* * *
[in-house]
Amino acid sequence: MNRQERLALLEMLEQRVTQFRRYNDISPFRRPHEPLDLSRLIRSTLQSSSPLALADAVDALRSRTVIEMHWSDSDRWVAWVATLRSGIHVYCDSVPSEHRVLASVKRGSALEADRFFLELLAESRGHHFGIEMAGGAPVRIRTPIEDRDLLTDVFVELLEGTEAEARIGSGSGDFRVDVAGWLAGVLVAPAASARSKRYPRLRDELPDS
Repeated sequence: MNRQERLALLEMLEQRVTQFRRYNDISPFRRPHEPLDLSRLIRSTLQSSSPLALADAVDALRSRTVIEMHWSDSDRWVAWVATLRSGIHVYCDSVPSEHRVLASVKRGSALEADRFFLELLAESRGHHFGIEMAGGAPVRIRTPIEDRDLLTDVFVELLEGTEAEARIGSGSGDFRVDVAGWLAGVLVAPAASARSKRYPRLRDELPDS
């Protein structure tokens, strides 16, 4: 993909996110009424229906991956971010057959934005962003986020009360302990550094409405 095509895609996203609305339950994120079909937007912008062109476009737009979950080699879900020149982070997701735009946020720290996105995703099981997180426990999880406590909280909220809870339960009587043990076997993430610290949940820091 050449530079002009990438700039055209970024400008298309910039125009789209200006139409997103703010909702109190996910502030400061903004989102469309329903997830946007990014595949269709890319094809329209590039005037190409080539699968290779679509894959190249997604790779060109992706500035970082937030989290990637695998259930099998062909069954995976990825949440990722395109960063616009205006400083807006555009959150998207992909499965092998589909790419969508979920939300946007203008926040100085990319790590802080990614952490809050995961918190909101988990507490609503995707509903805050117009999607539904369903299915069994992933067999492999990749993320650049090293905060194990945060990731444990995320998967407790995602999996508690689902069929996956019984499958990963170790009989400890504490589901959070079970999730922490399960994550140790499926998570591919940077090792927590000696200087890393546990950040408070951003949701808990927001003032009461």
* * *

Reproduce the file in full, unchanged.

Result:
[in-house]
Amino acid sequence: MNRQERLALLEMLEQRVTQFRRYNDISPFRRPHEPLDLSRLIRSTLQSSSPLALADAVDALRSRTVIEMHWSDSDRWVAWVATLRSGIHVYCDSVPSEHRVLASVKRGSALEADRFFLELLAESRGHHFGIEMAGGAPVRIRTPIEDRDLLTDVFVELLEGTEAEARIGSGSGDFRVDVAGWLAGVLVAPAASARSKRYPRLRDELPDS
Repeated sequence: MNRQERLALLEMLEQRVTQFRRYNDISPFRRPHEPLDLSRLIRSTLQSSSPLALADAVDALRSRTVIEMHWSDSDRWVAWVATLRSGIHVYCDSVPSEHRVLASVKRGSALEADRFFLELLAESRGHHFGIEMAGGAPVRIRTPIEDRDLLTDVFVELLEGTEAEARIGSGSGDFRVDVAGWLAGVLVAPAASARSKRYPRLRDELPDS
């Protein structure tokens, strides 16, 4: 993909996110009424229906991956971010057959934005962003986020009360302990550094409405 095509895609996203609305339950994120079909937007912008062109476009737009979950080699879900020149982070997701735009946020720290996105995703099981997180426990999880406590909280909220809870339960009587043990076997993430610290949940820091 050449530079002009990438700039055209970024400008298309910039125009789209200006139409997103703010909702109190996910502030400061903004989102469309329903997830946007990014595949269709890319094809329209590039005037190409080539699968290779679509894959190249997604790779060109992706500035970082937030989290990637695998259930099998062909069954995976990825949440990722395109960063616009205006400083807006555009959150998207992909499965092998589909790419969508979920939300946007203008926040100085990319790590802080990614952490809050995961918190909101988990507490609503995707509903805050117009999607539904369903299915069994992933067999492999990749993320650049090293905060194990945060990731444990995320998967407790995602999996508690689902069929996956019984499958990963170790009989400890504490589901959070079970999730922490399960994550140790499926998570591919940077090792927590000696200087890393546990950040408070951003949701808990927001003032009461």